[OSM-dev] Possible GSoC project: tag/area monitoring service

Serge Wroclawski emacsen at gmail.com
Wed Mar 7 15:49:57 GMT 2012


We could take this off-list but I think this may still be of interest
to the general community.

On Tue, Mar 6, 2012 at 11:11 PM, Michael Daines <michael at mdaines.com> wrote:
>> First, a longstanding wishlist item for OSM has been "data tiles",
>> that is the API data, split into preset sized areas (eg z14), which a
>> client could call. This may not seem reelvant to your project but
>> you'll see why it is soon.
>
> This was actually part of my original motivation for proposing this project -- in my 2010 GSoC project, I used bbox queries to load data in tile-like sections, but as I mentioned this turned out to be very slow.

There are a number of ways to do this intelligently. I was going to
write up a very naive prototype that had no brains at all, and here's
what my approach was going to look like (and I'll do it if there's
interest):

Write some code to query jaxpi for bounding boxes in Python based on tile name.
Use this and write "Data tile" support in TileStache. I'd store cached
tiles in Redis (for reasons that become apparent in a few sentences).
I'd use the parsing/storing bits of Changepipe to tell me which tiles
are effected by a changeset (even though I believe it uses the
changeset's bbox, which is oftentimes wrong).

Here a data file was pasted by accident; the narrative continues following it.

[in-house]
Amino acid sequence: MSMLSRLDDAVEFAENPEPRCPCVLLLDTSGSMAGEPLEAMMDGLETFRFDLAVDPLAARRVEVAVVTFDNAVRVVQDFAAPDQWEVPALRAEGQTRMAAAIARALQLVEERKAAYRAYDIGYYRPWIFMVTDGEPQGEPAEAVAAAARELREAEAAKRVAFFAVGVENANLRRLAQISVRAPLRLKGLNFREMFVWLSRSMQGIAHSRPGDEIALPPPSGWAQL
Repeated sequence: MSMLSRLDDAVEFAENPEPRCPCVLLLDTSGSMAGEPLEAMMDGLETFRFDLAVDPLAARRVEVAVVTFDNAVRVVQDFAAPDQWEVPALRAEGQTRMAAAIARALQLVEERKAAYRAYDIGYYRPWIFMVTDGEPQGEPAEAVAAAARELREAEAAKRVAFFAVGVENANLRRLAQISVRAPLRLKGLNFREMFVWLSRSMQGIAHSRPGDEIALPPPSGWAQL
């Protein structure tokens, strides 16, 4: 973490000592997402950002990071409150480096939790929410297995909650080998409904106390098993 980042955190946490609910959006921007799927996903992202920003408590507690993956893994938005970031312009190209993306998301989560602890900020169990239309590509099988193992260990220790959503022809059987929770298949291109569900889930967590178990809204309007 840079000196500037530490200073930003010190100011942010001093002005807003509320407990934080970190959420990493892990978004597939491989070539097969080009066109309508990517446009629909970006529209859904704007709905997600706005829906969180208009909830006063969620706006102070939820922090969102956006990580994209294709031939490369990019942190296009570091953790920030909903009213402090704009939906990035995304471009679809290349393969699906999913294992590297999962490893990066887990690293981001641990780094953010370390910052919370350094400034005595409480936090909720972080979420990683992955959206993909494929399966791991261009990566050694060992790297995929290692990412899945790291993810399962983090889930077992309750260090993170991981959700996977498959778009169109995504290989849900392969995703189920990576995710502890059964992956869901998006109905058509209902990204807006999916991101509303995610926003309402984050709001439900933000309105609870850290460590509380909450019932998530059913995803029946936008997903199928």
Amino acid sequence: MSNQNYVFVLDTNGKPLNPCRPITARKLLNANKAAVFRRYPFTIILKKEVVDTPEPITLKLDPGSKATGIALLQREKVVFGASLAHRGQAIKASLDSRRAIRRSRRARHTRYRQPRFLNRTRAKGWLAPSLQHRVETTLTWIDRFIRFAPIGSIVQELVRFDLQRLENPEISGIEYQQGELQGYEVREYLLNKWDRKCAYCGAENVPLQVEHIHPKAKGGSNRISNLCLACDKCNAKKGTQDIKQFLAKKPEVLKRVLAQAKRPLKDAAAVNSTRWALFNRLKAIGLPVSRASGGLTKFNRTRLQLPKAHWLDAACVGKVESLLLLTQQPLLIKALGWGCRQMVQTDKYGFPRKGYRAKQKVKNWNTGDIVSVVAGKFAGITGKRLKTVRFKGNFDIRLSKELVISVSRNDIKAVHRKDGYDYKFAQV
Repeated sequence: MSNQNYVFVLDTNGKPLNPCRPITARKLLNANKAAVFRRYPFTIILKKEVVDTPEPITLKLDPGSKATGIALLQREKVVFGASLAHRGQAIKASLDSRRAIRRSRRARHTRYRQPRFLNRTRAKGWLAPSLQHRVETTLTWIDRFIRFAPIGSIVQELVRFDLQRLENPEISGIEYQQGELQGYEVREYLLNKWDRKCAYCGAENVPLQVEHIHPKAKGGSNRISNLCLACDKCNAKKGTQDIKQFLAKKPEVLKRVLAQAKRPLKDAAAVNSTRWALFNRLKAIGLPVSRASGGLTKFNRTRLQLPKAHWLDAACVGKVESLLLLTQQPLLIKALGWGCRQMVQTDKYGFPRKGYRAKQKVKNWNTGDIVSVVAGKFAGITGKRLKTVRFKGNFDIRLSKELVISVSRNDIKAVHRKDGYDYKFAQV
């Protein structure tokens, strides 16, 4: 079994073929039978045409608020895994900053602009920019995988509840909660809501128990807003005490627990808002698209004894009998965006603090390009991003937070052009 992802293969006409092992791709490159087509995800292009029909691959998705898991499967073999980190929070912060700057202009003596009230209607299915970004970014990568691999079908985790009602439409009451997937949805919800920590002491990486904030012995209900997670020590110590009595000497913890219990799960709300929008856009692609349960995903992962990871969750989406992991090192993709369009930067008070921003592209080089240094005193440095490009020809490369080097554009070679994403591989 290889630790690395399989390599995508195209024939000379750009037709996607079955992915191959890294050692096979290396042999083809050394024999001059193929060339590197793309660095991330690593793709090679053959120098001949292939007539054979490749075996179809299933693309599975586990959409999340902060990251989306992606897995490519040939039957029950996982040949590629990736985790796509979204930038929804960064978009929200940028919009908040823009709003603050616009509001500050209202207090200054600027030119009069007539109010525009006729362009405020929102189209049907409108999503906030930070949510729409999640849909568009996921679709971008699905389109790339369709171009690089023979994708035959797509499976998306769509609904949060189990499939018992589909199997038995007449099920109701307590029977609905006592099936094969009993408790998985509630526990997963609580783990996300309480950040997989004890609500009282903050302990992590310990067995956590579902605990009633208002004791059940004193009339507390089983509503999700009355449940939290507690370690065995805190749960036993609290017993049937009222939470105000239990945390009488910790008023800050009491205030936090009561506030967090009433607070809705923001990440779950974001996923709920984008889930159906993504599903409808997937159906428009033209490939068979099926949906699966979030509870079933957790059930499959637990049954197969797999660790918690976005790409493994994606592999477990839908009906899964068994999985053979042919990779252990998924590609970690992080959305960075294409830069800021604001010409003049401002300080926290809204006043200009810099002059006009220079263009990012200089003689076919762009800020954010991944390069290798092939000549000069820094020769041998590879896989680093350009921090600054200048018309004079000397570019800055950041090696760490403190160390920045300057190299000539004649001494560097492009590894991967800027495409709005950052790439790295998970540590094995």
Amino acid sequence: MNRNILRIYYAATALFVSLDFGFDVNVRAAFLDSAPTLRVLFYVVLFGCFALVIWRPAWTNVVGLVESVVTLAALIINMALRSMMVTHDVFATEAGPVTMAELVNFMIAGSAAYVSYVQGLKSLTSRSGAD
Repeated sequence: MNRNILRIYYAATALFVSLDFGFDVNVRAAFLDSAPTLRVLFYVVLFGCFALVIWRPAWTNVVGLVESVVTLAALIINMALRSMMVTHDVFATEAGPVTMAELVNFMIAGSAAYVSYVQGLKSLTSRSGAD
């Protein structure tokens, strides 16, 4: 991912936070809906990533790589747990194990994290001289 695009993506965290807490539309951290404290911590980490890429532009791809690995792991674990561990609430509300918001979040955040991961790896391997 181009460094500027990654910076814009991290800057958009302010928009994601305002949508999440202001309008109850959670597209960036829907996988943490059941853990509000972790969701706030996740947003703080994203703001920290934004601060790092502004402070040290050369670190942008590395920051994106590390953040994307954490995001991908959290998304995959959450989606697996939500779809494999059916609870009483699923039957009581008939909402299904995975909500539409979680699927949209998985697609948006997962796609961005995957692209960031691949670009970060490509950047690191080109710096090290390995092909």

Since Changepipe is already using Redis, using Redis for the tiles makes sense.

And then the issue would be how to hack in some code for the
websocket/stream/whatever. This seems like it'd be relatively simple
using Redis pubsub and something like gevent, but I haven't looked
into it.

The right answer would be to keep a local copy of the database and
then update it as necessary. I believe Ian Dees has a copy of some
MongoDB code that uses quadtile to index OSM objects (I'm very fuzzy
on the details). (Update, Ian sent me this url, but I haven't taken a
look: https://github.com/iandees/mongosm/commit/c46c2081edde0b3b2b0446dd06d5ef02b292631c
)

Then as objects would change, you'd be able to update the tiles.

> I'd also be interested in working on data tiles -- is that in itself a reasonable project idea?

I think that would be welcome. Especially if done well. My naive
approach would be slow, but if you used a different approach that
didn't keep hitting external servers on every update, it'd be a very
nifty project indeed.

> One thing I was wondering about -- how do you choose a tile size to minimize both the number of accesses (larger tiles) and the byte size of tiles (smaller tiles)? Some areas have a much higher density of data than others. Perhaps some kind of quadtree-type approach could be used, where tiles are split if they have high density?

That'd certainly work. I'd started with a naive approach of "If I only
have one zoom level, things are easy", and then you just accept that
some areas are dense, and others not. At the same time, there won't be
as much demand for low density areas.

There's certainly value in cleverness and not transmitting too much
data, but there's also value in simplicity for clients.

I think with compression or binary formats like pbf, the need for
cleverness is reduced since there's overall less data transmitted.

- Serge



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